It spoke to 50 prospective buyers but no one wanted to save it.
Another retailer bites the dust.
The management of hhgregg said on Friday afternoon that the company was closing all 220 of its stores and going out of business entirely, having failed to find a buyer for the furniture, electronics and appliance retailer in bankruptcy court. The liquidation ends a 62-year run for the Indiana-based chain.
The company, which competed with Best Buy bby , among others, sought Chapter 11 protection in Indianapolis bankruptcy court in early March, when CEO Bob Riesbeck said the company hoped to shed its debt and emerge “more agile.”
Alas it was not to be, despite discussions with dozens of prospective acquirers.
“While we had discussions with more than 50 private equity firms, strategic buyers, and other investors, unfortunately, we were unsuccessful in our plan to secure a viable buyer of the business on a going-concern basis within the expedited timeline set by our creditors,” Riesbeck said in a statement on Friday afternoon.
The going-out-of-business sales will start on Saturday at hhgregg stores. The company said it did not expect there to be money enough left from the liquidation after paying off creditors to give any to shareholders. hhgregg has negotiated a consulting agreement with liquidation firms Tiger Capital Group and Great American Group to sell the merchandise at its 132 remaining stores (it had begun closing 88 after its bankruptcy filing last month) and to sell off items like furnishings and fixtures in those stores.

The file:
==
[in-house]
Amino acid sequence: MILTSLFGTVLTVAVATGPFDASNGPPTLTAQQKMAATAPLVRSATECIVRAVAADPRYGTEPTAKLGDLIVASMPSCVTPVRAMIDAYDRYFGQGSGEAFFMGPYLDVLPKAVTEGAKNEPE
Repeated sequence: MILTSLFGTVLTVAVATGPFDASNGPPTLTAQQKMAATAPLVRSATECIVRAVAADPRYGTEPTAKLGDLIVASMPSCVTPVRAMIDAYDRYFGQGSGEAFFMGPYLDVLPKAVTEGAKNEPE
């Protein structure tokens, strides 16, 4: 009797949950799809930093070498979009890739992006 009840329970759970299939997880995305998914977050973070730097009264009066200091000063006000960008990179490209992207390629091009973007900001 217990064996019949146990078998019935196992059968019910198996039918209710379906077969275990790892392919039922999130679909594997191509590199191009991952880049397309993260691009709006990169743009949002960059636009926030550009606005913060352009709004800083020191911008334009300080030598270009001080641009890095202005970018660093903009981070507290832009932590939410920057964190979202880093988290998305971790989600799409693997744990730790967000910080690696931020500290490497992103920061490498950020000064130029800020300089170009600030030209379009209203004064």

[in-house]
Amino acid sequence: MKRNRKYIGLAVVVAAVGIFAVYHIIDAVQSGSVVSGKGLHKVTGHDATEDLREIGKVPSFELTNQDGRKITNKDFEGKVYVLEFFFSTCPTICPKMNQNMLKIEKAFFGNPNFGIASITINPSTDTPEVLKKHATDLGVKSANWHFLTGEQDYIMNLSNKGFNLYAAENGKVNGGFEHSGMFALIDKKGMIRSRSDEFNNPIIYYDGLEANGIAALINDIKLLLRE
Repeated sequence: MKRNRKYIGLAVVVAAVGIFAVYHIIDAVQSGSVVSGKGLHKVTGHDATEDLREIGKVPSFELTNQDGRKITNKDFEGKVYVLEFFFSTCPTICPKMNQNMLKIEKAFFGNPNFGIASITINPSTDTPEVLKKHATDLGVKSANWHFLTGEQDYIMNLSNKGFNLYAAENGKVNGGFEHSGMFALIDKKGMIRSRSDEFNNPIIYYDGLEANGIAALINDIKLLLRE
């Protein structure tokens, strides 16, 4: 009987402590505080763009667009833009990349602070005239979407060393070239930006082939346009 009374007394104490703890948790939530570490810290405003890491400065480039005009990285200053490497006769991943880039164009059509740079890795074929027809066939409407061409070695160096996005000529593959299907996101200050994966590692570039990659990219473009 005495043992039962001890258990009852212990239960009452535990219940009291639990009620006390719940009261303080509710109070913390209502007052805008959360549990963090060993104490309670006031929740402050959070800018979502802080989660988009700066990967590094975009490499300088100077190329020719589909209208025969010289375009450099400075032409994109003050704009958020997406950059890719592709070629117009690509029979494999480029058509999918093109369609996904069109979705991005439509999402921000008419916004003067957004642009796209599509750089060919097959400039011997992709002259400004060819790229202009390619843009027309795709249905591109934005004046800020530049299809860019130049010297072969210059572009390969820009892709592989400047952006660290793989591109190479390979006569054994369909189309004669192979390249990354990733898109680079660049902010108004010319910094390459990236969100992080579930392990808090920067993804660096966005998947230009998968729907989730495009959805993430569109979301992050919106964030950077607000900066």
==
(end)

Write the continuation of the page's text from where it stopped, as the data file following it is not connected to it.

It has been a painful decline for the company: in May 2010, shares of hhgregg traded at $30.01, its all-time closing high, giving it a market cap of $834.6 million three years after going public. But unlike Best Buy, it was unable to fend off the likes of Amazon.com amzn in the sale of electronics, and its plans to become a national, rather than local, chain came at a time when electronics prices were falling and competition growing more intense.
The hhgregg liquidation comes on the heel of a particularly difficult time for retailers: chains like Payless ShoeSource, The Sports Authority, The Limited, American Apparel, Aéropostale, Wet Seal, BCBG and PacSun are among the retailers to have filed for bankruptcy protection in the last two years, with some liquidating altogether. Others, like Bebe are simply closing their stores and becoming internet-only retailers.